Raaaiiin. The seasons change with rain, April Showers, Summer Showers, Autumn Showers, Winter Showers, washing away the past. It rained so hard Tuesday night I swore all the leaves would have been washed off the trees, but “not yet” Mother said and my drive up to Rosendale was spectacular. Easily as beautiful as Spring, but instead of the energy and excitement of Spring, we look back fondly over a challenging season and all it taught us. Reflection and gratitude. We will never forget the blazing relentless July. Although I’m menopausal, I still love hot (I’ve been a hot mama all my life), but this was the first Summer I couldn’t handle the heat and had to place a fan in every room. Relentless.
Tomato and Pepper plants continue to produce here in October having survived our first glimpse of frost a week ago. Any day now can produce a frost that will take them out, but we let them do their thing for now. Frost dates are possible for our area October 22 – April 24 and certain from November 5 – April 13. We harvested Cabbage this week to open up a bed for Garlic. Cabbage was decimated by slugs. I kept Cabbage under cover for the season, because I didn’t think I would get enough for the four of us. Unfortunately, the slugs got to them. “Sigh.” Fortunately, I have extra Mustard greens that I can ferment and make up for the lack of Cabbage. Instead of mourning what I don’t have, use what I do have. Ain’t it just the way! We are planting two Garlic beds this season so I can get my seven bunches next season. Exciting to have four members in the community garden this season, but have to manage the harvest. Unfortunately, Sarah will be moving on and Celia believes she’ll be back to traveling next Summer so we will be down to two, but there was other folks interested in the garden this season so hopefully we’ll be back at five again next season. Prices may rise for food next season so we may need the garden. We hold tight for the election and 2021.
We plant in the Spring for the most part, but we have a window here in Autumn to get our perennial herbs in the ground. I’ve got Echinacea, Lavender, Pleurisy Root, Red Milkweed and Wormwood to get in the the ground. A sweet wrap up to the season. I will be planting at Hiddenbrooke, A Farm for All! and Seed Song. Spread the love! Along with agriculture, herbs, I think can provide built in healthcare for farmers, who are chronically underserved when it comes to health insurance, a cost that is often out of reach. Strong herbal knowledge can fill that need. As I learn to listen to my body, I realize the foundational aspect of my herbal knowledge. The support system it provides. It builds resilience which is what we need in our communities today.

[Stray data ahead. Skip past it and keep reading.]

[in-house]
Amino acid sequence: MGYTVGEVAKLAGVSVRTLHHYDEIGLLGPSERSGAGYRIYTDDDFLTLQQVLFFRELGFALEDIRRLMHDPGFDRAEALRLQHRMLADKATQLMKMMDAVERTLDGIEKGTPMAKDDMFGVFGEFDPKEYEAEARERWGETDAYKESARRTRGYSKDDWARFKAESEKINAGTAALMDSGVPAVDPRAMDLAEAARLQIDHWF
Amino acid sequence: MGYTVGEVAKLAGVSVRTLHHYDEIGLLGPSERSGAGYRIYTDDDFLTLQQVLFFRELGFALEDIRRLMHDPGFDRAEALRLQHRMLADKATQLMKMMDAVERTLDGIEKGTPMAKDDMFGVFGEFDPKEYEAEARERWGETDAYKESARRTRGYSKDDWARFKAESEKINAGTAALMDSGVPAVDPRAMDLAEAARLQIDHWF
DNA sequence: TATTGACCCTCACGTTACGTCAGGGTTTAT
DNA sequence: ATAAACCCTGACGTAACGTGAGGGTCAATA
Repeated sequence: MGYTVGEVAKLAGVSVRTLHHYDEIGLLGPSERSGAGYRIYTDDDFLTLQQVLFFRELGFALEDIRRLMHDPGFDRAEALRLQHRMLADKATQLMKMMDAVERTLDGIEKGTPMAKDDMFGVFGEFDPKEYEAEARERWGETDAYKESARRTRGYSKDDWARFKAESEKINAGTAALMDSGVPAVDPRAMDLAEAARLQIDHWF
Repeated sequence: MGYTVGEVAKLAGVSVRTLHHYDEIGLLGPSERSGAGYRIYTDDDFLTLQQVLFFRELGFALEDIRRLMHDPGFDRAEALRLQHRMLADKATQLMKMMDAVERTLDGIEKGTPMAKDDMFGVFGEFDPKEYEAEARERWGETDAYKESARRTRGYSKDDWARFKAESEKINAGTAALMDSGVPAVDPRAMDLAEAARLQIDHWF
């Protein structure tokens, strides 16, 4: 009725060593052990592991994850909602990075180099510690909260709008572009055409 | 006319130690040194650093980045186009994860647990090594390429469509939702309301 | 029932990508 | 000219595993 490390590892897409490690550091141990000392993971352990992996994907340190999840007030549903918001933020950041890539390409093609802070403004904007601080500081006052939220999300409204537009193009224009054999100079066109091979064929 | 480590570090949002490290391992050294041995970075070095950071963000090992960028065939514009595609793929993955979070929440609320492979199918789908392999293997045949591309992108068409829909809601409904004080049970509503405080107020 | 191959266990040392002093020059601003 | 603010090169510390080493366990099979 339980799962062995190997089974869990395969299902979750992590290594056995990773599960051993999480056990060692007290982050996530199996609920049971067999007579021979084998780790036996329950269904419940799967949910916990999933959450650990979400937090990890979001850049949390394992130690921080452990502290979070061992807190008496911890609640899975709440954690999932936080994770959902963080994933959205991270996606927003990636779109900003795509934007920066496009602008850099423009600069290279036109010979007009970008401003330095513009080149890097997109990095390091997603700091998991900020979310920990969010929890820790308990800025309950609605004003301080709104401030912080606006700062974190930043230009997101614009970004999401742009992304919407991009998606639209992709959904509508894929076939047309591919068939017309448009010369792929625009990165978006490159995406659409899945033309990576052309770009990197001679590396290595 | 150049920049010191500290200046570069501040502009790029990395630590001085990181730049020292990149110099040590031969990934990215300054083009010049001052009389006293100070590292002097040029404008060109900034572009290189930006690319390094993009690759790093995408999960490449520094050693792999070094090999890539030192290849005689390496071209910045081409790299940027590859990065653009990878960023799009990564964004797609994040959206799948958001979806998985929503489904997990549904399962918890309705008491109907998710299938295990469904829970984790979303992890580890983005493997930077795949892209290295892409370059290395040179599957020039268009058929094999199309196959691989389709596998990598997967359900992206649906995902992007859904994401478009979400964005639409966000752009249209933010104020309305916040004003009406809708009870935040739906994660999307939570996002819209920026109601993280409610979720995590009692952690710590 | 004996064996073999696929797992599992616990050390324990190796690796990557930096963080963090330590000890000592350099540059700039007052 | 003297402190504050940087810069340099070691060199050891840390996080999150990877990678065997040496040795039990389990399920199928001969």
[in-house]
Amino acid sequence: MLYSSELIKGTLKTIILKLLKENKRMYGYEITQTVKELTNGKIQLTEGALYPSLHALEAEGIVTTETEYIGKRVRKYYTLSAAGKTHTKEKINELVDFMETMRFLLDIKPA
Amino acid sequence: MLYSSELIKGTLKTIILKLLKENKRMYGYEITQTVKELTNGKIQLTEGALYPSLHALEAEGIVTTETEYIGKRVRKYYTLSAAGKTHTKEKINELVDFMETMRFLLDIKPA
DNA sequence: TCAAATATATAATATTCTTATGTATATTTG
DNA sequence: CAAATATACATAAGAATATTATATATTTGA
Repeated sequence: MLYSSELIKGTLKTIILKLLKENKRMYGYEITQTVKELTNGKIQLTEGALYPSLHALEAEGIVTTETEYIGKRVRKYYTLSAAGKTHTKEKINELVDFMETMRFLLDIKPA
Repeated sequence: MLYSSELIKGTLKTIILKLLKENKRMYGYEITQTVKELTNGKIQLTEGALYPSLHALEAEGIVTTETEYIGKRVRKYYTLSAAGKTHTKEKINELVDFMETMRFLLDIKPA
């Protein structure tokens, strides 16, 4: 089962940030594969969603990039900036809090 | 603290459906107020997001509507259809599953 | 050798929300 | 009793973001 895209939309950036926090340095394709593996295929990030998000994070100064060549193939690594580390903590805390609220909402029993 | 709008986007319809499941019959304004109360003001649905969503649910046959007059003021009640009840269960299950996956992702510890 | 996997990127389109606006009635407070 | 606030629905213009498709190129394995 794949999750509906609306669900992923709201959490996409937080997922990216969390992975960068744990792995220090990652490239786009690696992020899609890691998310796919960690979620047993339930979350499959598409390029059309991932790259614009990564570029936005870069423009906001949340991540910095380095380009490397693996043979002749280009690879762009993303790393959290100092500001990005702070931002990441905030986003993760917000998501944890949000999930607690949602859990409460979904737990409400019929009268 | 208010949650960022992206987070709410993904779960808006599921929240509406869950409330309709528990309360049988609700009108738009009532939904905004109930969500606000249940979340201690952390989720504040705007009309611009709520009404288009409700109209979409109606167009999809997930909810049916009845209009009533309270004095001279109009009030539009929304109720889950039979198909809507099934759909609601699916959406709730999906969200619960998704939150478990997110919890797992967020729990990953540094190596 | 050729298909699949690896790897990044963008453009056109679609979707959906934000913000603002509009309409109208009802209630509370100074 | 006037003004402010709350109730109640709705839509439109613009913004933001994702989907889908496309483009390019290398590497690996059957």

Herbs are not predatory. They do not play on our weaknesses and instill fear. Spirit dwells within them and only wants the best for us. We are entitled to all the blessings life has to offer, by the very fact that we were born (www.abraham-hicks.com). No one has the right to take this fact away from us. Now I have to figure out if I have low self esteem or am extremely humble. Low self esteem is a challenge for many. I find myself very selfless. A community servant. Not a bad thing. I have used this quote from Abraham-Hicks as a mantra for years now and I believe I’m making headway. At the very least, I do good work.
As the season winds down we put our beds to sleep. We buy twenty hay bales to place on the beds as we clear them. It is much easier to plant in the Spring, the hay is mulch and holds back the weeds for awhile. Hay also acts as a fertilizer for the soil as it breaks down. A lovely cycle. A blanket for our beds.
As the season winds down we can move back to my Plant Family and carry on through the alphabet. Back in my post Happy Solstice/New Year January 10, 2020, I began introducing you, dear reader to my Plant Family. We got as far as Elderberry, Evening Primrose and Garlic Mustard in my post Spirit March 4, 2020 and now we move on to Goldenrod, Hemlock Tree and Hibiscus. These are my Wild Plant Family members.
Goldenrod, Solidago canadensis, Asteraceae, Perennial, Turtle Island, S. virgaurea, Europe
I harvest the flowers in Autumn for a calming tea throughout Winter mildly sedative. I use the leaves for Wild Salad throughout the season. In China Goldenrod is used for sore throat, flu, fever and indigestion. S. canadensis and S. californica compresses heal wounds and persistent sores. S. odora leaf is used for essential oil.
Hemlock, Tsuga canadensis, Pinaceae, Tree, Turtle Island
Fresh leaves for tea. The inner bark can be used to make flour. Simmer the inner bark to be used as a mouthwash, toothpaste, treat swollen gums, settle stomach, clear up diarhea, skin wash as well as antiseptic for sores, abrasions, stings, sunburn, poison ivy. Use the powdered bark in shoes for sweaty, tender feet, foot odor, when stalking apply to underarms and groin to cut down on human odor.
The season draws to a close. A tough one, to be sure. From storms to heat, I shockingly, did not get Zucchini of all things, of which I always have too much. Seems it was damaged by Hurricane Isaias. Thankfully, I have pickles left over from last season, not to mention dried Tomato. One season making up for another. I’ll take it. We slip into the deep dark here. Heading down to Winter rest.